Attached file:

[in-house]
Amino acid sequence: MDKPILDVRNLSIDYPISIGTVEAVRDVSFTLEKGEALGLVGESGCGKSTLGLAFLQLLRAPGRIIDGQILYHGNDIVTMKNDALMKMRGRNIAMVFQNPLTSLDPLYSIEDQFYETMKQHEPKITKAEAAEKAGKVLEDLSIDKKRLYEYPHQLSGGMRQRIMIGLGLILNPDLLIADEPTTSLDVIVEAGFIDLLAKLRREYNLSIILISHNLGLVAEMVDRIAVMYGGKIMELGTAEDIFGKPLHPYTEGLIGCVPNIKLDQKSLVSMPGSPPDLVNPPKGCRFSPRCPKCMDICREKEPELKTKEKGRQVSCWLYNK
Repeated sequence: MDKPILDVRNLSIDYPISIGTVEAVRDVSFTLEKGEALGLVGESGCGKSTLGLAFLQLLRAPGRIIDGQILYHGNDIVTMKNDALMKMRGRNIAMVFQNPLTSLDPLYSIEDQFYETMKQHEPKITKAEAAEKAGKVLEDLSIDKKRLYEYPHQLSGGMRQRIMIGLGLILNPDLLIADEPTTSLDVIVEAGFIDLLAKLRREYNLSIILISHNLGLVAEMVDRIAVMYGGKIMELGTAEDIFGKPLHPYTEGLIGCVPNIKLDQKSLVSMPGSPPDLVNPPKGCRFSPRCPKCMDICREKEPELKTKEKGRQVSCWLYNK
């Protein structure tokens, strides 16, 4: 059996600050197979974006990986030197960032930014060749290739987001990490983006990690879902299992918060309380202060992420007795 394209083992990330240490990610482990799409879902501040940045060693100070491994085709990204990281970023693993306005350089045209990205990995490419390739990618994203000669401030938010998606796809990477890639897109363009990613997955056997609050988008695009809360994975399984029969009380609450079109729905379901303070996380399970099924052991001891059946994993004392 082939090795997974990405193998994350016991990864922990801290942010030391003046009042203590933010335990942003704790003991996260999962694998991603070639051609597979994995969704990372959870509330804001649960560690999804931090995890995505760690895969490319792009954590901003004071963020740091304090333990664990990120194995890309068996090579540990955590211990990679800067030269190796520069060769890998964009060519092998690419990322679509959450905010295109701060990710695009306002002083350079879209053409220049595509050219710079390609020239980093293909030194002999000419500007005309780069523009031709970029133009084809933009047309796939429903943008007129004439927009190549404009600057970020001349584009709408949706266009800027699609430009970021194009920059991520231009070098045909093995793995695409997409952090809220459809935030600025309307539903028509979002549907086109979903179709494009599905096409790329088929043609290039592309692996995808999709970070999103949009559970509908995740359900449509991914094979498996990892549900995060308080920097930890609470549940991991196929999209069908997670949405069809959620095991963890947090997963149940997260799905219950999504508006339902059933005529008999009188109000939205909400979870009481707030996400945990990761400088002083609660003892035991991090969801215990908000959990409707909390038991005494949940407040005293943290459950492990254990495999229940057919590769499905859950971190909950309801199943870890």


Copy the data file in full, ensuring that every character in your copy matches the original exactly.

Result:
[in-house]
Amino acid sequence: MDKPILDVRNLSIDYPISIGTVEAVRDVSFTLEKGEALGLVGESGCGKSTLGLAFLQLLRAPGRIIDGQILYHGNDIVTMKNDALMKMRGRNIAMVFQNPLTSLDPLYSIEDQFYETMKQHEPKITKAEAAEKAGKVLEDLSIDKKRLYEYPHQLSGGMRQRIMIGLGLILNPDLLIADEPTTSLDVIVEAGFIDLLAKLRREYNLSIILISHNLGLVAEMVDRIAVMYGGKIMELGTAEDIFGKPLHPYTEGLIGCVPNIKLDQKSLVSMPGSPPDLVNPPKGCRFSPRCPKCMDICREKEPELKTKEKGRQVSCWLYNK
Repeated sequence: MDKPILDVRNLSIDYPISIGTVEAVRDVSFTLEKGEALGLVGESGCGKSTLGLAFLQLLRAPGRIIDGQILYHGNDIVTMKNDALMKMRGRNIAMVFQNPLTSLDPLYSIEDQFYETMKQHEPKITKAEAAEKAGKVLEDLSIDKKRLYEYPHQLSGGMRQRIMIGLGLILNPDLLIADEPTTSLDVIVEAGFIDLLAKLRREYNLSIILISHNLGLVAEMVDRIAVMYGGKIMELGTAEDIFGKPLHPYTEGLIGCVPNIKLDQKSLVSMPGSPPDLVNPPKGCRFSPRCPKCMDICREKEPELKTKEKGRQVSCWLYNK
């Protein structure tokens, strides 16, 4: 059996600050197979974006990986030197960032930014060749290739987001990490983006990690879902299992918060309380202060992420007795 394209083992990330240490990610482990799409879902501040940045060693100070491994085709990204990281970023693993306005350089045209990205990995490419390739990618994203000669401030938010998606796809990477890639897109363009990613997955056997609050988008695009809360994975399984029969009380609450079109729905379901303070996380399970099924052991001891059946994993004392 082939090795997974990405193998994350016991990864922990801290942010030391003046009042203590933010335990942003704790003991996260999962694998991603070639051609597979994995969704990372959870509330804001649960560690999804931090995890995505760690895969490319792009954590901003004071963020740091304090333990664990990120194995890309068996090579540990955590211990990679800067030269190796520069060769890998964009060519092998690419990322679509959450905010295109701060990710695009306002002083350079879209053409220049595509050219710079390609020239980093293909030194002999000419500007005309780069523009031709970029133009084809933009047309796939429903943008007129004439927009190549404009600057970020001349584009709408949706266009800027699609430009970021194009920059991520231009070098045909093995793995695409997409952090809220459809935030600025309307539903028509979002549907086109979903179709494009599905096409790329088929043609290039592309692996995808999709970070999103949009559970509908995740359900449509991914094979498996990892549900995060308080920097930890609470549940991991196929999209069908997670949405069809959620095991963890947090997963149940997260799905219950999504508006339902059933005529008999009188109000939205909400979870009481707030996400945990990761400088002083609660003892035991991090969801215990908000959990409707909390038991005494949940407040005293943290459950492990254990495999229940057919590769499905859950971190909950309801199943870890």